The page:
In analogy to "quad-carburetors" and similar usages, my first thought on a quad-bike was four frames, eight wheels total...


RJA
 
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As an abbreviation for a quadrupled bike, having, as you say, four frames and eight wheels, it would not be oxymoronic. But I'd not care to try to ride the thing!


Richard English
 
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I can remember, when I was kid, going on holiday with my parents to Norfolk. A couple of times they'd hire a peculiar contraption. It was essentially two tandem bikes with wooden planks as seats slung between them. The two handlebars were also replaced with one that turned both front wheels.

There was enough room for four adults with two of them pedalling fore and aft, and two taking their ease as passengers.

I can't believe they are in use anywhere now - it was rare to meet a car in the narrow country lanes in those days.


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I've seen those things. I seem to recall they often inhabited Butlin's and Pontin's and establishments of that nature...


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Problem with labelling 'quad bike' as an oxymoron is 'bike' itself has taken on a more general usage than the word it was shortened from. It's like the bit on how squares and rectangles relate, anymore: all bicycles are bikes, but not all bikes are bicycles.

+ Training Bikes (bikes with training wheels)
+ Uni-, Tri-, Quadri- (etc) cycles
+ Tandems (two inline) & sociables (two together)
+ Multibikes (usu. 'tandems' for 3 or more)
+ Recumbent bikes (ride lying back)
+ Motorcycles (s/a sidecars)
+ Trike ATVs
+ Excercise bikes
+ 'Waterbikes' (floats, paddles for wheels)
+ Cycle rickshaws & velotaxis
+ Some hybrid vendor carts that permanently replace back wheel with the cart (instead of as separate trailer)
 
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Sounds like you two are refering to homemade cycle rickshaws, though most of them only have one 'bike' up front.

Edit: these may be more familiarly known as 'pedicabs'
 
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The absolute most amusing/dangerous version of which is the Thai "tuk-tuk."

http://www.thaiworldview.com/travel/travel9.htm

The driver began to invite my trade, but soon realizing the risk of a client 6'/198, smiled and ducked away.


RJA
 
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quote:
all bicycles are bikes, but not all bikes are bicycles.

Well they should be. A bi-cycle is a two-wheel vehicle and can't be a trike (3 wheels) or a "wet bike" (no wheels or an exercise bike (no wheels). But tandems, sociables and motorcycles (sans sidecar) are all bikes, like it or not.


Richard English
 
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Think of a 20-year old student: not as all-knowing as he thinks he is; sometimes learned, sometimes childishly foolish. Our name for him is of unclear etymology, but may be a combination of Greek sophos wise + mōros foolish. (You’ve already seen the “foolish” part in moron.)

sophomore – a student in the second year of college (or of a 4-year secondary school)
sophomoric – conceited and overconfident, but exhibiting great immaturity and lack of judgment

Remember how awkward it was to be young and trying to impress the opposite sex?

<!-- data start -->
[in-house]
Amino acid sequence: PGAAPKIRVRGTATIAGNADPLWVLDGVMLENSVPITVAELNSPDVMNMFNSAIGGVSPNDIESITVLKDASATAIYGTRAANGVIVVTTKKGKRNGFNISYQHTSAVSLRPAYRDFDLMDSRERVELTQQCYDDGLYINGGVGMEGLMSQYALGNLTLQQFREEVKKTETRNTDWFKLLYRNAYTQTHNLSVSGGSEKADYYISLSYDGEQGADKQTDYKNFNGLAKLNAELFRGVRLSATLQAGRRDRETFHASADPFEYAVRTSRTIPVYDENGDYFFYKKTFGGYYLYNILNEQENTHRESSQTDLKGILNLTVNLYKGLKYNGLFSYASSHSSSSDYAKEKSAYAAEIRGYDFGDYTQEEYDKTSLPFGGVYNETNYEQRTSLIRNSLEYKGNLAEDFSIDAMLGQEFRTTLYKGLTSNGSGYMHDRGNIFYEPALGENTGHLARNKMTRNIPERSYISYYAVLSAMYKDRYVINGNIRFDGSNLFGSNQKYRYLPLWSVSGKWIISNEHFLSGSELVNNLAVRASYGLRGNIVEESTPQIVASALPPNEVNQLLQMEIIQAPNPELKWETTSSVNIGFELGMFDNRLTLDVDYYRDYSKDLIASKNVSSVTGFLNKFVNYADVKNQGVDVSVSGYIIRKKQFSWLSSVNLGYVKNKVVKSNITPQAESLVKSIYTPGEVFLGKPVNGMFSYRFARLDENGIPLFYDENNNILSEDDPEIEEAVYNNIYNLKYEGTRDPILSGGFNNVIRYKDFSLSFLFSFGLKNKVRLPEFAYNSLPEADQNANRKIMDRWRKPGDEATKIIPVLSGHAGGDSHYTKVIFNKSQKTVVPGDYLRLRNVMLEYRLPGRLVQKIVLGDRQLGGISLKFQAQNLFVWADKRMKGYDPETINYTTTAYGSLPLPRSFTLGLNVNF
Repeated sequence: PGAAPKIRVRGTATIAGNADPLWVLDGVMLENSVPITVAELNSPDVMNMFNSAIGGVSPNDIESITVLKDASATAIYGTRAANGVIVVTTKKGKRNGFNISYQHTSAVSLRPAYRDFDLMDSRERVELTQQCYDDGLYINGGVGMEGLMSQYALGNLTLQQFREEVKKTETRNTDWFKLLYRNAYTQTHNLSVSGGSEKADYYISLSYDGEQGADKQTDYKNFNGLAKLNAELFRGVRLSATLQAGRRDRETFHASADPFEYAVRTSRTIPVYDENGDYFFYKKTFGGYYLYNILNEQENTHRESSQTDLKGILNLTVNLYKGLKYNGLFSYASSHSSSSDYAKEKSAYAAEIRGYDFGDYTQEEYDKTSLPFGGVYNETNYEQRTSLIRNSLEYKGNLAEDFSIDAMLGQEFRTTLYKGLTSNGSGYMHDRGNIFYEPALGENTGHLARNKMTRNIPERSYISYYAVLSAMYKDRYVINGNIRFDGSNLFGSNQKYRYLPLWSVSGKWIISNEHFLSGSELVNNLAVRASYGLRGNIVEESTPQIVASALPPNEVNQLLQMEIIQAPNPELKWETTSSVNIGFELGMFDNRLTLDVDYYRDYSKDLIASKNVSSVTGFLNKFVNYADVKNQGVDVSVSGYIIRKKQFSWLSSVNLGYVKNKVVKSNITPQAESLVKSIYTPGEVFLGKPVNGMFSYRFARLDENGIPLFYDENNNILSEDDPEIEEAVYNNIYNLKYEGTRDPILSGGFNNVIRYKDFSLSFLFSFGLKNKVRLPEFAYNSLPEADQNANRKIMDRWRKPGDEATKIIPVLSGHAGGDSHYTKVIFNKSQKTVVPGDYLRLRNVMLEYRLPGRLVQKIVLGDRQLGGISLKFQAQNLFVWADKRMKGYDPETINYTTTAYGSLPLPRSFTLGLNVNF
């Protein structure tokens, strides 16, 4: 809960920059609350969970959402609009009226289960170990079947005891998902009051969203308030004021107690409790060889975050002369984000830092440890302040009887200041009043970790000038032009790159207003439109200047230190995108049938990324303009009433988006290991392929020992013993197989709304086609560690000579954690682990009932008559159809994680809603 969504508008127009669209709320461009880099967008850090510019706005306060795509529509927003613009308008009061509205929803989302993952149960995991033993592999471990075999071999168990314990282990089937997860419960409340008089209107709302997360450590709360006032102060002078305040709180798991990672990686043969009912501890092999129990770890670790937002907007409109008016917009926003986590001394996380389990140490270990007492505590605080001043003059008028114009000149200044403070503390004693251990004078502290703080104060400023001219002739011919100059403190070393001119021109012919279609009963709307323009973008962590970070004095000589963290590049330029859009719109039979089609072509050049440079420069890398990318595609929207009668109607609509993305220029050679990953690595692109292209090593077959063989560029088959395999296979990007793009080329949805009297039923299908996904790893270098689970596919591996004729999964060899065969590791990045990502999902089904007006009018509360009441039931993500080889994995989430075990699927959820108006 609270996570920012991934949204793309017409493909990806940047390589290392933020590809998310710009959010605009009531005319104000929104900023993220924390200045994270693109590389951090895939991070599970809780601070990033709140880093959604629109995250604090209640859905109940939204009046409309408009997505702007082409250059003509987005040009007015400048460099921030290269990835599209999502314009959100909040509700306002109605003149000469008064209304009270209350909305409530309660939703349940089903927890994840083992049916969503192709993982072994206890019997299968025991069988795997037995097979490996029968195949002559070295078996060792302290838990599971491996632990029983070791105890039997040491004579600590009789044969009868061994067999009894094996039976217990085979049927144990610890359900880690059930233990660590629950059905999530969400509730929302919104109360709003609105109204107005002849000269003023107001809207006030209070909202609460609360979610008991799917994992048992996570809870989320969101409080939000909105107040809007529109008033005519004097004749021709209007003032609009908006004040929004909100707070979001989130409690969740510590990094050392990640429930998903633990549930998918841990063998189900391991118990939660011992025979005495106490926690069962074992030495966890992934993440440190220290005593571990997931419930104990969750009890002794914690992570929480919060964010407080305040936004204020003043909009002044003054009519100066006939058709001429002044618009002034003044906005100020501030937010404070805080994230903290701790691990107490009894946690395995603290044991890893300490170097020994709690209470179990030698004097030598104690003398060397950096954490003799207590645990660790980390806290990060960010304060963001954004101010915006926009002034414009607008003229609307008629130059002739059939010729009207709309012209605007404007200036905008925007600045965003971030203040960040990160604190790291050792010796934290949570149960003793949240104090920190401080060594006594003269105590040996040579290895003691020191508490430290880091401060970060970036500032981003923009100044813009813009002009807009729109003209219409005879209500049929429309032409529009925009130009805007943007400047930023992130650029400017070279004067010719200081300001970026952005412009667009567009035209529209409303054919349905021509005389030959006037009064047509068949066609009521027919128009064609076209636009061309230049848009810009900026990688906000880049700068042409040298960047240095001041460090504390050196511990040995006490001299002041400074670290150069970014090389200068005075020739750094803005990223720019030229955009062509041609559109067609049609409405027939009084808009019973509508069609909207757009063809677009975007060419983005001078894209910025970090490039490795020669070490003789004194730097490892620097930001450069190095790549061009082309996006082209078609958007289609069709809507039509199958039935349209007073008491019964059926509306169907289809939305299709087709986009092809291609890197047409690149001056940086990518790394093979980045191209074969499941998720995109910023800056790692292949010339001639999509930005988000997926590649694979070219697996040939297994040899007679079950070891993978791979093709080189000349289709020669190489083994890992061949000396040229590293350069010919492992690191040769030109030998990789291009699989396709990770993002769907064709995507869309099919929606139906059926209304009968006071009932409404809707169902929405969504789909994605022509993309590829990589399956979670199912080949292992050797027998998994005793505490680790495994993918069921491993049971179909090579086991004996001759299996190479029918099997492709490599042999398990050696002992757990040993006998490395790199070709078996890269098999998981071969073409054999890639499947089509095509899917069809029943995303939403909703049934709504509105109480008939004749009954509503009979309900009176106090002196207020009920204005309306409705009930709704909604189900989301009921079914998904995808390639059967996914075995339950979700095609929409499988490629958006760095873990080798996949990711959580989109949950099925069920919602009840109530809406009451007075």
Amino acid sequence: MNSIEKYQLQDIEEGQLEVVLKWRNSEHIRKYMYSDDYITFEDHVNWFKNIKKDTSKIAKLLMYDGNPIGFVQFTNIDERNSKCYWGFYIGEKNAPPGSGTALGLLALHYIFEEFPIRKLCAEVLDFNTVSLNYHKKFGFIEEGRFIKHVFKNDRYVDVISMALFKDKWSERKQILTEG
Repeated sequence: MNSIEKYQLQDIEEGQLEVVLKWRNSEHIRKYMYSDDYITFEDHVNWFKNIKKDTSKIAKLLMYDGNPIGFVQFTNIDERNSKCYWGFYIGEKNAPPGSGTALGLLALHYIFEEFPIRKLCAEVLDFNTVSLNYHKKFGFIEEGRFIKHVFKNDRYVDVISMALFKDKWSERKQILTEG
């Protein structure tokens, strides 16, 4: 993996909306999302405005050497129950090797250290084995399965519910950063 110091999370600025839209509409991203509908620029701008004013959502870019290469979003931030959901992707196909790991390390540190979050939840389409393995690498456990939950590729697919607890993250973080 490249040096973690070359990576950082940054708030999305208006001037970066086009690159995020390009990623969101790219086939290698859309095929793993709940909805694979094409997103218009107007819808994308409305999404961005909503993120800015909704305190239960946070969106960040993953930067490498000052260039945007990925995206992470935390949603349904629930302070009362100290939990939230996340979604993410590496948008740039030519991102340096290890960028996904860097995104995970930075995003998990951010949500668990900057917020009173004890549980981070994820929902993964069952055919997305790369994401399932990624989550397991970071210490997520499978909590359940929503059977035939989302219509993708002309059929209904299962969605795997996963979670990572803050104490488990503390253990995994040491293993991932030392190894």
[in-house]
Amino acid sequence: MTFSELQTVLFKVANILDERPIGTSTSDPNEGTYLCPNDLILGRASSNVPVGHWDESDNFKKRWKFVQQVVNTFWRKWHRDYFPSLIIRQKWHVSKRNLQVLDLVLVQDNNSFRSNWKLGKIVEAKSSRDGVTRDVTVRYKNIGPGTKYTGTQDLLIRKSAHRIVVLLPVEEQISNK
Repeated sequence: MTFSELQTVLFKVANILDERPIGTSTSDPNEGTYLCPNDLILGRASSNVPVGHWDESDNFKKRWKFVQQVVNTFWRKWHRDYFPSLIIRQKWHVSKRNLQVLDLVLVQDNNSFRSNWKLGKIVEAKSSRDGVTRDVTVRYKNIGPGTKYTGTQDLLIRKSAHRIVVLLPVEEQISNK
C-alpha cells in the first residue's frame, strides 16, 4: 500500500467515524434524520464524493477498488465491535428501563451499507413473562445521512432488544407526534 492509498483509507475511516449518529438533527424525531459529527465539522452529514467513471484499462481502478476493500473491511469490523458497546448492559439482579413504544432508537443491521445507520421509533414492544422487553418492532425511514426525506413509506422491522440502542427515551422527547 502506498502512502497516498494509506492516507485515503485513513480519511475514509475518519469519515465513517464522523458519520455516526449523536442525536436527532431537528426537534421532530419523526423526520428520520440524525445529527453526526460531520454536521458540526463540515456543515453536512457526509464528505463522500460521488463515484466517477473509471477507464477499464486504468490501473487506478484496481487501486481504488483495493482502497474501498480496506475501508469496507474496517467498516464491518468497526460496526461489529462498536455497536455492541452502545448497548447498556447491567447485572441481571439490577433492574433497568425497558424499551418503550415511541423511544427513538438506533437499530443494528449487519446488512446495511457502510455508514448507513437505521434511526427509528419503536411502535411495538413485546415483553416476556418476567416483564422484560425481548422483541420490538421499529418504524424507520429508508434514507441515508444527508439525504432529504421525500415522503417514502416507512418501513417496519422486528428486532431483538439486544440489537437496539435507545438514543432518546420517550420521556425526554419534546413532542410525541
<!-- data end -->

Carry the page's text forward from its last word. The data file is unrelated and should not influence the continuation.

If she was interested in me at all, he thought (and God knows why she would be, he added gloomily to himself), I have undoubtedly put paid to that by exposing the full range of my sophomoric wit.
    – Stephen King, The Stand
 
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Yesterday we saw moron, “stupid”. Today’s word combines this with oxy- “sharp” (as in oxygen).

oxymoron – a contradiction in terms (generalized from meaning of “a figure of speech combining two contradictory terms, for emphasis”)

OED tells us that oxymoronic first appeared in 1954. Oh yeah? When Of Mice an Men was published in 1937, a review called it “oxymoronic”.
    George was small, wiry, tough, shrewd; Lennie was enormous, floppy-looking but Herculean, and a halfwit. George and Lennie were pals. Americans whose eyes are still smarting from the unhappy ending of the Wall Street fairy tale of 1929 may even overlook the fact that it too is a fairy tale. An oxymoronic combination of the tough & tender, Of Mice and Men will appeal to sentimental cynics, cynical sentimentalists. … Readers less easily thrown off their trolley will still prefer Hans Andersen.
    – Time Magazine, March 1, 1937 (ellipses omitted. By the way; Steinbeck's dog ate an early draft manuscript of the book.)
 
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I always thought oxymoron was a dumb bovine.


Give a man a fish and he can eat for one day; give a man a fishing pole and he will find an excuse to never work again.
Nollidj is power.
 
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black gold – crude oil; unrefined petroleum [Technically “petroleum” means the material in its unrefined state, but “black gold” emphasizes the “as it comes from the ground”.]
    The greatest oil strike in the history of Southern California … ! The inside of the earth seemed to burst out through that hole; a roaring and rushing, as Niagara, and a black column shot up into the air, two hundred feet, two hundred and fifty––no one could say for sure––and came thundering down to earth as a mass of thick, black, slimy, slippery fluid. … Afterwards it was told with Homeric laughter how these women had been heard to lament the destruction of their clothing and their window-curtains by this million-dollar flood of "black gold"!